'Divorce is not the end of the road,' says new Egyptian initiative

Wednesday 10-02-2016 09:49 PM
'Divorce is not the end of the road,' says new Egyptian initiative

By Omnia Talal  

CAIRO, Feb 10 (Aswat Masriya) - In a country where a divorce happens every six minutes, a publishing house created an initiative to give divorced Egyptian women a chance at being happy by publishing their stories after divorce.  

Titled, "I am divorced and happy," the initiative launched by Layan publishing house last week aims to help divorced women fend off  society's often reactionary view  of divorcees, especially women. The initiative will collect the success stories of divorced women and publish them in a book.

"Divorce is not the end of the road. On the contrary, it could be the beginning and you can start over on your own or with someone else," the initiative's call on Facebook reads.

According to figures provided by the Egyptian Cabinet's Information and Decision Support Center in 2014, there are 240 divorces in Egypt every day.

The first woman to share her story with the initiative was Eman al-Amir, who was enthusiastic about the idea of a book telling real life stories about divorced women. 

Amir says she has faced hurdles when she become a divorcee, the most important of which was "society's rejection of the idea of divorce". Amir has Upper Egyptian roots, a part of the country that is typically more traditional than the rest of Egypt.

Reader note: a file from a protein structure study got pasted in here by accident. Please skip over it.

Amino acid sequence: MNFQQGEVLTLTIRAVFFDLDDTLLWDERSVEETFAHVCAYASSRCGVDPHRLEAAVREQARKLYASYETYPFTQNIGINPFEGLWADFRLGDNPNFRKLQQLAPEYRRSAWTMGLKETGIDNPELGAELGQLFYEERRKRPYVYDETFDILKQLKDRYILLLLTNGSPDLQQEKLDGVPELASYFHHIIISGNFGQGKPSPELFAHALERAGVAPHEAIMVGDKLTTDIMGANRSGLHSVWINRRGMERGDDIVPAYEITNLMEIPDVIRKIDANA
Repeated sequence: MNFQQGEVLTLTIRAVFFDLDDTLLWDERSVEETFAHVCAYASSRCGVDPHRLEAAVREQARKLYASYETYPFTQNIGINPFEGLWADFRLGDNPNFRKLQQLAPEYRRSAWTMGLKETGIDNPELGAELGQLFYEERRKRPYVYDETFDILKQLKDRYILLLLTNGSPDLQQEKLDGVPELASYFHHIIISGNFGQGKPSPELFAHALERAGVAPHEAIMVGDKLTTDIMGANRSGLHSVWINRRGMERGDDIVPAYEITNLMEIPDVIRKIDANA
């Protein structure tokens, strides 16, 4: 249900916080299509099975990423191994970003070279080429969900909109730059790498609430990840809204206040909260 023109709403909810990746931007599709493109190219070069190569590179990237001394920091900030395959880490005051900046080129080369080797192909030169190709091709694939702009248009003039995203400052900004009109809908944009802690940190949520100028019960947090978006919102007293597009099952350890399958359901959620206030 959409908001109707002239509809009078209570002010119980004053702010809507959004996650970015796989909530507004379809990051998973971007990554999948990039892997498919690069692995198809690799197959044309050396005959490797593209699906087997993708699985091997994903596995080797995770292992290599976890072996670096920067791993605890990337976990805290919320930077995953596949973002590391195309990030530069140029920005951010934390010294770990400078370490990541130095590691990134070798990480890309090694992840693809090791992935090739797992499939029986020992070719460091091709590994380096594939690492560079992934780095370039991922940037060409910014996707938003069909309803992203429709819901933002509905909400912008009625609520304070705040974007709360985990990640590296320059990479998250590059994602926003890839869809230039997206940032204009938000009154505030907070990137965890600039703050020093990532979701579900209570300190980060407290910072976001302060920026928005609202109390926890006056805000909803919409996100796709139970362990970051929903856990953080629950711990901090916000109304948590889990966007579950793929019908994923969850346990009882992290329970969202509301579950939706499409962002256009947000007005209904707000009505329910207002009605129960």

But this approach to divorce was so entrenched in Amir's cultrue that even she adopted it. She did not even allow herself to travel because of the divorce.

But with the help and support of her older brother, Amir broke free from many of the restraints and restrictions placed on her life. Her brother convinced her to travel abroad and Amir, who had long yearned to reignite her passion for writing, was soon booking one-way tickets and moving one from stop to the next on a journey of discovery.

Amir is now a PhD holder, which she previously thought was impossible, and is currently overseeing doctoral theses. She is also an information systems consultant in a company and has published three books. Her story in the initiative is titled "After Freedom".

The owner of Layan publishing house, Fathi al-Mazeen said he has met dozens of divorced women who have made successes after their divorce. "They did not cave in to conditions imposed by society, " he said, adding that such conditions can restrict women's options on deciding where to live and can even end their private lives.  

Mazeen said the initiative is battling society's injustice to women and is encouraging them to write to change the perception of divorced women.  

But Amir acknowledges that many women may not have the courage to write about their experiences, even though they have made achievements after their divorce.

There are also women who do not have the courage to seek a divorce, choosing to live in the prison of a marriage because they are too scared of the backlash. Amir does not encourage divorce but is calling on women to face their fears and confront society with its view of divorcees, adding that an unstable marriage can destroy a woman's life.

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